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Care leavers

Thousands of care leavers facing digital poverty

A colection of old mobile phone devices from the pre-smartphone era.

There are 80,000 18-25 year old care leavers in England – and fears are growing that many remain without internet access, leaving them unable to access education, training, work and to keep in touch with friends, family and professionals.

The lockdown period shone a light on the predicament that care leavers have always faced – that most of them are not digitally connected as they cannot afford to pay for Wi-Fi or limited data.

The Government’s scheme to provide digital devices and internet access to vulnerable young people in England during the pandemic acknowledged that there was a real problem that needed to be addressed – but it’s set to end in November. With tighter restrictions already coming into place as a result of COVID-19 many will again be left digitally isolated.

In an open letter to Ministers, leading charities and youth organisations including Catch22, National House Project, Barnardo’s, The Children’s Society, Family Rights Group, Children’s Rights Alliance England, Esmée Fairbairn, Coram Voice, Care Leaver’s Covenant as well leading apprenticeship provider WhiteHat have come together to call on Government to:

  • extend and improve uptake of the government scheme that provides digital devices and internet for all care leavers so that they are not left digitally isolated in the short term,
  • ensure every care leaver in England has a digital device and internet access for at least 12 months when they first live independently, and
  • recommend that all local offers for care leavers include the right to a digital device and internet access.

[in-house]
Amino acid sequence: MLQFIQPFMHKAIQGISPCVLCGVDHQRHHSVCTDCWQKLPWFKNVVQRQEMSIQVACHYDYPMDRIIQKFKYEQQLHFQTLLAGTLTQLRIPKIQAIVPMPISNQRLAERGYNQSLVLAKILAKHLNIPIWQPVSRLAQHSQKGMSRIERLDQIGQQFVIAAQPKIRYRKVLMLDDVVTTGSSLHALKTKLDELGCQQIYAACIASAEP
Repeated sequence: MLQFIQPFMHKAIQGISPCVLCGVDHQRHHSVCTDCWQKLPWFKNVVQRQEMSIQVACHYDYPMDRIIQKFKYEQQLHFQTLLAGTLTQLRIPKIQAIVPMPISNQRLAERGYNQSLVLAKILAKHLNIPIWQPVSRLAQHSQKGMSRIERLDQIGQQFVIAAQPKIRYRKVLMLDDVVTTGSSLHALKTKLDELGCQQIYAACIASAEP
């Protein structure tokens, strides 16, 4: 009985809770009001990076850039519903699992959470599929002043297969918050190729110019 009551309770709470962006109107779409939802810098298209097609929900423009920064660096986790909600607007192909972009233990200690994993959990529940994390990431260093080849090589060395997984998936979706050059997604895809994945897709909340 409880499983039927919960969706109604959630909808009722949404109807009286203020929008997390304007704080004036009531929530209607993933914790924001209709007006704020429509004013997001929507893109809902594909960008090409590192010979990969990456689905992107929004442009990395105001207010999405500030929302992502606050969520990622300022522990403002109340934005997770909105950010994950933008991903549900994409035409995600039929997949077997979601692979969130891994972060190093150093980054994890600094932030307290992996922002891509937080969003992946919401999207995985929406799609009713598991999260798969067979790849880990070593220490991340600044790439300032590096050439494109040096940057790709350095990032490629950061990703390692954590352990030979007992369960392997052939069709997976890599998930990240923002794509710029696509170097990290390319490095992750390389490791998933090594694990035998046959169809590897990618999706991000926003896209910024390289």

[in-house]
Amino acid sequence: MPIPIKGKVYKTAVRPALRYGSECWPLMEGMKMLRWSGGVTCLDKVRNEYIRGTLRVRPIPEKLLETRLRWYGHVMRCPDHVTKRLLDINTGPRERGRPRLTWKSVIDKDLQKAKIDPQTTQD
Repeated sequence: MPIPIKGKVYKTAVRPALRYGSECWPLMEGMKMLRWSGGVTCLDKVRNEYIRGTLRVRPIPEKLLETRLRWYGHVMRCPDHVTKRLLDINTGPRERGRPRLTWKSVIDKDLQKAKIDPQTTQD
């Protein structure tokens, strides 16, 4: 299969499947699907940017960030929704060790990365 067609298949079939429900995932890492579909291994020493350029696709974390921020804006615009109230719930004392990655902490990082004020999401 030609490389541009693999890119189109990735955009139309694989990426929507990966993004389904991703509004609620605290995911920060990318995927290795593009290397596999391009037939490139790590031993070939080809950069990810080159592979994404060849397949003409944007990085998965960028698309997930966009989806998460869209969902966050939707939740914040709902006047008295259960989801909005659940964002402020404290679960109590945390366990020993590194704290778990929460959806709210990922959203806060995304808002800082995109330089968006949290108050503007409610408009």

Alongside the open letter, care leaver Luke Fox has started up his own petition on behalf of the Care Leavers National Movement (CLNM) which is part of the National House Project. They are hoping to get 100,000 signatories to secure a debate in parliament.

Luke Fox, Chair of CLNM said:

“Digital poverty is not just about teenagers and those leaving care getting free internet and devices as many will think. Everything uses the internet in this generation, and it’s only becoming more advanced and integral. Running a home, having a career, a social life and everything in between has become almost dependent on having this connection and types of devices. That is the reason for the campaign, we want care leavers to have the same chances and success as those who were not in care. Is that too much to ask?”

Chris Wright, Chief Executive of Catch22 said:

“For many young care leavers, having access to a laptop and a decent internet connection has been a lifeline during the pandemic. With the scheme ending and COVID-19 restrictions tightening again, there is a real danger of young care leavers slipping back into digital poverty in the coming months and beyond. We cannot afford to let the digital divide become even wider. We urge Government not to desert these young people, and to keep them connected. Digital access must be seen as a right, not a privilege.”

Mark Warr, Chief Executive, The National House Project said:

“Digital poverty is not just a here and now issue. Care leavers can’t afford the devices, wi-fi and data that keep them connected to the world. As parents we make sure that our children have the things they need to make their way in life. Care leavers are our children and we have a moral obligation to ensure that they have the same access to education, job opportunities and contact with friends and family as everyone else – and that means being digitally connected. Digital connection must form part of the leaving care offer if these young people are to have the same life chances as everyone else.”